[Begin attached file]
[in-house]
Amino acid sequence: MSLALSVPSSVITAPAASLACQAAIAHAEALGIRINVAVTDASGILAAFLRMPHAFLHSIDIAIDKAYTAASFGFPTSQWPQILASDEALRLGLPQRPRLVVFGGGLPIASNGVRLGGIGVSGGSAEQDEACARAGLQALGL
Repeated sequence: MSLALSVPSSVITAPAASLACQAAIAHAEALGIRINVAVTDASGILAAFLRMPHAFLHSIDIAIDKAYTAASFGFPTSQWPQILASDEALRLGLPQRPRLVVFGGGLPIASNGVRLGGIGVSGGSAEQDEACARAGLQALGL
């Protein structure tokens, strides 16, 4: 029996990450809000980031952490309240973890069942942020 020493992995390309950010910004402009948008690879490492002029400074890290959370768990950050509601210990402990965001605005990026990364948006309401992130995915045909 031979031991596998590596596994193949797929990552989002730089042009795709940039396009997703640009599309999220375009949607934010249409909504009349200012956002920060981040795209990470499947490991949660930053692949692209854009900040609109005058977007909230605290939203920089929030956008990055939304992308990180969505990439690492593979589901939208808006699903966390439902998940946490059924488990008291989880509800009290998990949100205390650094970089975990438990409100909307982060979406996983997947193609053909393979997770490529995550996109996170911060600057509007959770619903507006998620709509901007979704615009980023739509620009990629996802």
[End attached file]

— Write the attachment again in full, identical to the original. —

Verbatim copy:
[in-house]
Amino acid sequence: MSLALSVPSSVITAPAASLACQAAIAHAEALGIRINVAVTDASGILAAFLRMPHAFLHSIDIAIDKAYTAASFGFPTSQWPQILASDEALRLGLPQRPRLVVFGGGLPIASNGVRLGGIGVSGGSAEQDEACARAGLQALGL
Repeated sequence: MSLALSVPSSVITAPAASLACQAAIAHAEALGIRINVAVTDASGILAAFLRMPHAFLHSIDIAIDKAYTAASFGFPTSQWPQILASDEALRLGLPQRPRLVVFGGGLPIASNGVRLGGIGVSGGSAEQDEACARAGLQALGL
């Protein structure tokens, strides 16, 4: 029996990450809000980031952490309240973890069942942020 020493992995390309950010910004402009948008690879490492002029400074890290959370768990950050509601210990402990965001605005990026990364948006309401992130995915045909 031979031991596998590596596994193949797929990552989002730089042009795709940039396009997703640009599309999220375009949607934010249409909504009349200012956002920060981040795209990470499947490991949660930053692949692209854009900040609109005058977007909230605290939203920089929030956008990055939304992308990180969505990439690492593979589901939208808006699903966390439902998940946490059924488990008291989880509800009290998990949100205390650094970089975990438990409100909307982060979406996983997947193609053909393979997770490529995550996109996170911060600057509007959770619903507006998620709509901007979704615009980023739509620009990629996802």